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At the start of the ceremony, Layne's mother and father joined her to walk down the aisle as her favorite song, LCD Soundsystem's "All My Friends," played in the background. "It was a life-changing experience," she says. It was also an emotional moment for Michael: "I would hands down say the most memorable moment of the day was watching Layne walk down the aisle," he says. "We were nervous that doing a first look might take away from this moment, but it didn't at all. It was so epic."
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The ceremony, co-officiated by the couple's best friend along with Rabbi David Gruber, included readings from Michael's sister and two other friends. "We also did our interpretation of a seven blessings and had seven of our closest family members and friends come up and speak them in English, and our rabbi translated them into Hebrew," says Michael. After the ceremony, the newlyweds exited to "Oh, It Is Love," by HelloGoodbye, as guests banged cowbells, blew vintage trumpets, and shook maracas for a festive accompaniment.
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The wedding was a true family affair with the couple's English Bulldog, Luna, dressing up to join the festivities.
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Turning the Tables
The last-minute changes to the reception location meant that the couple had to redo their menu, too, trading the family style meal they had planned for a selection of food stations that included fried chicken with mashed potatoes, bison short ribs, and turkey pot pie. Long farm tables were interspersed with high cocktail tables and lounge seating from Montana Party Rentals. Tablescapes included concrete, terra cotta, and clay vases, brass candlesticks, dried flowers—including lunaria, foraged foliage, and tumbleweeds—quartz votives, and sprinklings of sand and crushed glitter "to really achieve that glowing, celestial vibe," says Layne.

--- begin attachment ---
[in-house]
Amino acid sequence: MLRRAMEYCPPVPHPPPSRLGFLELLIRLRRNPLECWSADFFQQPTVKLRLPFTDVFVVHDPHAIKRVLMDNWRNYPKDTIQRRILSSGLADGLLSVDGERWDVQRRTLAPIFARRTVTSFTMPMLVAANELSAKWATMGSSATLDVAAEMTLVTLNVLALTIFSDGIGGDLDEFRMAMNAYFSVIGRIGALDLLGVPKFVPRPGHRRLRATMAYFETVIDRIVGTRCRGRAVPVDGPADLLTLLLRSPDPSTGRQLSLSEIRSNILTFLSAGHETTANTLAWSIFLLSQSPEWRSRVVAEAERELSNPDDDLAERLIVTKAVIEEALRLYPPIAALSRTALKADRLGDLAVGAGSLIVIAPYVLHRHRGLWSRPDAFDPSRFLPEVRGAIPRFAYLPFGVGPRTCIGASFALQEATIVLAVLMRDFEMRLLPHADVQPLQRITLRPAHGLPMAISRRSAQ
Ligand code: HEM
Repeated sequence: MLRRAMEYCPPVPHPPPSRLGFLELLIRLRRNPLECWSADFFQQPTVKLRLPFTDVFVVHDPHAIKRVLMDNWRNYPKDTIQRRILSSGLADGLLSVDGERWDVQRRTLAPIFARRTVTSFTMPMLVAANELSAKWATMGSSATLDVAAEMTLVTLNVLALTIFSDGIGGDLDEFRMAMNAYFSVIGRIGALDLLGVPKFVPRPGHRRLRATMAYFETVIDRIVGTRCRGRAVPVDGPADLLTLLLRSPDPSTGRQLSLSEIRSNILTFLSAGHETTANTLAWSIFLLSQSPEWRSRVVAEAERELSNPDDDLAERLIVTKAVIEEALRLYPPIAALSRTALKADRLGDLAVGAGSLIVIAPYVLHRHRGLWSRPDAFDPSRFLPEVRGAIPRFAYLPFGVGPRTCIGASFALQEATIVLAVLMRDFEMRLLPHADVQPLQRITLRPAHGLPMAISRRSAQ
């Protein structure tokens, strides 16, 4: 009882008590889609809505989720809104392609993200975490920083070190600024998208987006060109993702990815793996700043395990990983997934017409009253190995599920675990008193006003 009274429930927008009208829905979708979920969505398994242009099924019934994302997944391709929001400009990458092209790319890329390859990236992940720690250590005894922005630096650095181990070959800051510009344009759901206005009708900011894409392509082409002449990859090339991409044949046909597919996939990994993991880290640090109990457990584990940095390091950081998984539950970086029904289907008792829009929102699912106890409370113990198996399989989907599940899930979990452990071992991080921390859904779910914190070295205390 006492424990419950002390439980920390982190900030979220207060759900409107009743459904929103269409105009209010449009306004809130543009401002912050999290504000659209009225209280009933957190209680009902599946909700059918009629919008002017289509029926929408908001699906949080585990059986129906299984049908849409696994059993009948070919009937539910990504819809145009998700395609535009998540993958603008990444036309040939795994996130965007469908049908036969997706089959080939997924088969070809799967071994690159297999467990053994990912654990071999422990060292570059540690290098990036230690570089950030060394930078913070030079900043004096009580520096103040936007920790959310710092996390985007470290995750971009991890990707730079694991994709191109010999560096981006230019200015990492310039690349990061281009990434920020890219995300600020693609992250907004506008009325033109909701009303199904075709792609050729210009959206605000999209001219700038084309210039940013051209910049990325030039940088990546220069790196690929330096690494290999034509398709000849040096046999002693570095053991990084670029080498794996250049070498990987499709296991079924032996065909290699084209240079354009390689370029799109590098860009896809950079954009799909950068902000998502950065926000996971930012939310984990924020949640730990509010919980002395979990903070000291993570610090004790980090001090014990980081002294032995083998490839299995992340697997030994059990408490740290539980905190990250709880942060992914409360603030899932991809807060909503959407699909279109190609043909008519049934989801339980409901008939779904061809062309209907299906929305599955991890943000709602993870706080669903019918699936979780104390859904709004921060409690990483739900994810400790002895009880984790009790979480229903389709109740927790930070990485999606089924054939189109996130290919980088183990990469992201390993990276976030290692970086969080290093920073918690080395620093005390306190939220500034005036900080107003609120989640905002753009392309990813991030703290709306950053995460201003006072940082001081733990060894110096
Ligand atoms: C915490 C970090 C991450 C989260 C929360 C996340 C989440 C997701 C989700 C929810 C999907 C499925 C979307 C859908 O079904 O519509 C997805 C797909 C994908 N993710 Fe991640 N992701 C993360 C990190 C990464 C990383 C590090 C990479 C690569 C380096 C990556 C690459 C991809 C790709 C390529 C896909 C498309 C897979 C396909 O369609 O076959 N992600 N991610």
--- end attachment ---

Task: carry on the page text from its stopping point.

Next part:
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Layne and Michael decided to surprise their guests with a first dance that went from traditional—"She's Every Woman," by Garth Brooks—to unexpected. "As soon as it was over, we busted out into a surprise, choreographed version of 'Cheerleader' by Omi," says Michael. "It was insane!" It also gave Layne a chance to change into a more party-ready gown—a white slip dress from Stone Fox Bride that she wore with Miista star boots.
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A Candlelit Cake
A white and gold carrot cake covered with chamomile frosting was the work of Jasmine Lily Creative. The confection was adorned with painted constellations, gold stars, and white and gold asymmetrical candles. "It was magical," says Layne.
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The rest of the dessert table included confetti cookies, salted chocolate pretzel cupcakes, and homemade Pop Tart-inspired pastries filled with blueberry lavender jam or local apple butter.
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DJ Aubrey Henderson of Haute Mobile Disco ended the night at 2 a.m. by playing "Rivers and Roads" by the Head and the Heart. "It escalated into this insane bear hug with 100 people singing and laughing and crying," says Michael. "I had never experienced anything like that, and that sense of full, total, enveloping love was the most incredible way to start our new life together." Layne agrees: "It was something I will carry with me for the rest of my life, and I can't listen to the song without crying anymore. It takes me back instantaneously."
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Photography, Rebecca Hollis Photography
Location and Catering, Lone Mountain Ranch
Event planning, Layne Kula
Flowers, Strega Flora
Videography, Luna Bay Films
Stationery, Boldhouse Creative
Calligraphy, Layne Kula
Cake, Jasmine Lilly Creative
Music, Haute Mobile Disco
Rentals, Montana Party Rental
Bride's gown, Galia Lahav
Hair, Boomswagger Salon
Makeup, Skin Chic
Groom's suit, Hugo Boss
Menswear, The Black Tux
Bride's Rings, Esqueleto
Groom's Ring, Adeline